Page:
Successor trustee Nicholas was discharged and his final accounts approved. The court subsequently appointed him receiver and then trustee in bankruptcy


11 U.S.C.A. Sec. 48


This court stated in a previous appeal that:

"Aspic appears to be the only entity with any substantial assets that might be made available to the creditors of Flora Sun. Appellant is the owner of all the stock of Aspic and is one of its substantial creditors, and, therefore, desires that Aspic not share with Flora Sun such bounty as it has."

Cahn v. Nicholas, 408 F.2d 1, 2-3 (5th Cir., 1969). The decision reversed and remanded an order by the district court declaring Flora Sun to be the alter ego of Aspic Investments, on grounds of inadmissibility of certain evidence. The district court then granted the trustee's motion to dismiss without prejudice his petition to declare the debtor corporations to be the alter ego of each other and of the stockholder, under Rule 41(a) (2), F.R.Civ.P.

In his brief in the instant appeal, the gist of Cahn's argument is as follows:

"It is impossible to state with any precision the extent to which the appellant has been aggrieved by the orders appealed from chiefly because the same person was the trustee of three corporations involved in lengthy Chapter X administrations followed by bankruptcies in each case and because, without any finding of an alter ego situation, the funds of Aspic, a corporation wholly owned by appellant, were used to pay the handsome fees doled out in the course of the administrations here under question."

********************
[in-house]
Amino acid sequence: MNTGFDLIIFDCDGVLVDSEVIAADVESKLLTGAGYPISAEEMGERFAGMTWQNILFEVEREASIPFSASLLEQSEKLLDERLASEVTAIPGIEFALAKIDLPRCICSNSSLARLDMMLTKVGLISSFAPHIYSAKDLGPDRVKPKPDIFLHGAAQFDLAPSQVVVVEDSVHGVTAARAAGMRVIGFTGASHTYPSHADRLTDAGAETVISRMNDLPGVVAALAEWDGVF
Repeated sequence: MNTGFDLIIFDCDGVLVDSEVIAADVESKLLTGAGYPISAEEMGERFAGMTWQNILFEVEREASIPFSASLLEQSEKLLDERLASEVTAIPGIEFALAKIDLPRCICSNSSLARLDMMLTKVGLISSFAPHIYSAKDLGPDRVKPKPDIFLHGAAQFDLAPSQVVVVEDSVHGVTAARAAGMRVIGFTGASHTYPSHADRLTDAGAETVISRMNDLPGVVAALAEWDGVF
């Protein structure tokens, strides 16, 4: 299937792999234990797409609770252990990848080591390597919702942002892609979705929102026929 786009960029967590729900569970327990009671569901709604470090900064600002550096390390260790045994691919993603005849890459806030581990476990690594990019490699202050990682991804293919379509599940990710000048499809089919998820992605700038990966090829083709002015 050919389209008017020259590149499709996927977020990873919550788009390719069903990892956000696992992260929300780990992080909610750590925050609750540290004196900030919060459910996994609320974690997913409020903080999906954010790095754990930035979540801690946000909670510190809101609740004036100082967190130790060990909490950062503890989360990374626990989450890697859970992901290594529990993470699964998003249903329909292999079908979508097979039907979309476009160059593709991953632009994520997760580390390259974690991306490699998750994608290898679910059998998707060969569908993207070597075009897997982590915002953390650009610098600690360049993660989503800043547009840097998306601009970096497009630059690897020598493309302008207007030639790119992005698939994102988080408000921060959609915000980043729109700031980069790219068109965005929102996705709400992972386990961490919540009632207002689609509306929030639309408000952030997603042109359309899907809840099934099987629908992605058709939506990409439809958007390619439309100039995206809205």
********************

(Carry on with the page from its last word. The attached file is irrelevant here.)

In Wells, the appellants were the bankrupt and an unsecured creditor. Appellee contended that only the trustee had standing and that appellants were not aggrieved parties. The court stated:

"A bankrupt ordinarily has no interest in conflicts between the trustee in bankruptcy and creditors over the allowance of claims.

"An unsecured creditor ordinarily has no standing to appeal directly from an order allowing the claim of another unsecured creditor. The orderly administration of the bankrupt's estate requires that these matters be worked out through the trustee in bankruptcy, who represents all creditors, and the Bankruptcy Court." [Citations omitted.] 403 F.2d at 636.


In the first appeal to this court the order of the district court that various administrative expenses of the three corporate bankrupts be paid solely from Aspic's assets was affirmed. Cahn v. Nicholas, 376 F.2d 600 (5th Cir.), cert. den., 389 U.S. 824, 88 S.Ct. 58, 19 L.Ed.2d 77 (1967)